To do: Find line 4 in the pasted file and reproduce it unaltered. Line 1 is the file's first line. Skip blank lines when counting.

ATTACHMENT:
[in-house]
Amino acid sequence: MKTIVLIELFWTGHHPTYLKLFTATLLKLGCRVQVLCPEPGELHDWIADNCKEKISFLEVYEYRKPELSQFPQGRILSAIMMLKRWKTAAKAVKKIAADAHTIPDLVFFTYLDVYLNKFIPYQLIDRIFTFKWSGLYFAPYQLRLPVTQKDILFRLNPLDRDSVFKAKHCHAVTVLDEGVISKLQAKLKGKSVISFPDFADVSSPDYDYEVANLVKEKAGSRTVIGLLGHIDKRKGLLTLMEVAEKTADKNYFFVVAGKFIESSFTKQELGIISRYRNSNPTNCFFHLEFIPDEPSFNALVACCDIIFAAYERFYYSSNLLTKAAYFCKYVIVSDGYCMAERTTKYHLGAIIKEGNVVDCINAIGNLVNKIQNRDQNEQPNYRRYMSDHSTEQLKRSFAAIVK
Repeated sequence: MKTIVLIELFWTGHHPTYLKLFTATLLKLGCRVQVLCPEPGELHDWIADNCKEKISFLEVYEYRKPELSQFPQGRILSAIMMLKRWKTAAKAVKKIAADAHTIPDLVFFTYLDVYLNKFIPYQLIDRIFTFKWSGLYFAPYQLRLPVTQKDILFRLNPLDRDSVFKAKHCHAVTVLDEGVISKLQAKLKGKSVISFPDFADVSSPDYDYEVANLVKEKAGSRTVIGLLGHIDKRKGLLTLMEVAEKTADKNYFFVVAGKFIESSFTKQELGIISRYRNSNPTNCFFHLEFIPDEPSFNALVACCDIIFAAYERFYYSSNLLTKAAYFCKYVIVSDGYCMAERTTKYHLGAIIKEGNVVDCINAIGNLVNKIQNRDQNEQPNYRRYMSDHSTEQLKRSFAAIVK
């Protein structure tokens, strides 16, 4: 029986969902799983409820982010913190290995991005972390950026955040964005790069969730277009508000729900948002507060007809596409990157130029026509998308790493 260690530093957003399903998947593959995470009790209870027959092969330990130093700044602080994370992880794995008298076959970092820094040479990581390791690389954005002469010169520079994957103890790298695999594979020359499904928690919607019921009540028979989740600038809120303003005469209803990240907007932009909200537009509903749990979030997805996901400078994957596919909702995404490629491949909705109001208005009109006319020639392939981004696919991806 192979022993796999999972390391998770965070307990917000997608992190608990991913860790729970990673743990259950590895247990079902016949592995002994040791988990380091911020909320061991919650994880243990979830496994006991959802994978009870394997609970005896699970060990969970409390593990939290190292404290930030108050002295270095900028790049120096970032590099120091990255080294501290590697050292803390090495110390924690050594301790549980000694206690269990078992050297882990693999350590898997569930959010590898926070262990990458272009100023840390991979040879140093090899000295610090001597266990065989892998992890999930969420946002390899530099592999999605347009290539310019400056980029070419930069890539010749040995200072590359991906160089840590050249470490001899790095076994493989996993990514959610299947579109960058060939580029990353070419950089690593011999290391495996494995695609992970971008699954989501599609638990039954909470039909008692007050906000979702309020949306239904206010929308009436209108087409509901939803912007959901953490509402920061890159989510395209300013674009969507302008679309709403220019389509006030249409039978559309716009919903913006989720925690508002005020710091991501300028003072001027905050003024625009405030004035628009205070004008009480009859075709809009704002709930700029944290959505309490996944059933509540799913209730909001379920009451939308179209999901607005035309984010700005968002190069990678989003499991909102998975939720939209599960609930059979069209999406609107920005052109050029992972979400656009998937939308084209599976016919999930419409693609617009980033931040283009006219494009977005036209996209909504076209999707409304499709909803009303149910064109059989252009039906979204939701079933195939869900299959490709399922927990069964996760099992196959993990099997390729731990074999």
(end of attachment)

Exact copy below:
């Protein structure tokens, strides 16, 4: 029986969902799983409820982010913190290995991005972390950026955040964005790069969730277009508000729900948002507060007809596409990157130029026509998308790493 260690530093957003399903998947593959995470009790209870027959092969330990130093700044602080994370992880794995008298076959970092820094040479990581390791690389954005002469010169520079994957103890790298695999594979020359499904928690919607019921009540028979989740600038809120303003005469209803990240907007932009909200537009509903749990979030997805996901400078994957596919909702995404490629491949909705109001208005009109006319020639392939981004696919991806 192979022993796999999972390391998770965070307990917000997608992190608990991913860790729970990673743990259950590895247990079902016949592995002994040791988990380091911020909320061991919650994880243990979830496994006991959802994978009870394997609970005896699970060990969970409390593990939290190292404290930030108050002295270095900028790049120096970032590099120091990255080294501290590697050292803390090495110390924690050594301790549980000694206690269990078992050297882990693999350590898997569930959010590898926070262990990458272009100023840390991979040879140093090899000295610090001597266990065989892998992890999930969420946002390899530099592999999605347009290539310019400056980029070419930069890539010749040995200072590359991906160089840590050249470490001899790095076994493989996993990514959610299947579109960058060939580029990353070419950089690593011999290391495996494995695609992970971008699954989501599609638990039954909470039909008692007050906000979702309020949306239904206010929308009436209108087409509901939803912007959901953490509402920061890159989510395209300013674009969507302008679309709403220019389509006030249409039978559309716009919903913006989720925690508002005020710091991501300028003072001027905050003024625009405030004035628009205070004008009480009859075709809009704002709930700029944290959505309490996944059933509540799913209730909001379920009451939308179209999901607005035309984010700005968002190069990678989003499991909102998975939720939209599960609930059979069209999406609107920005052109050029992972979400656009998937939308084209599976016919999930419409693609617009980033931040283009006219494009977005036209996209909504076209999707409304499709909803009303149910064109059989252009039906979204939701079933195939869900299959490709399922927990069964996760099992196959993990099997390729731990074999």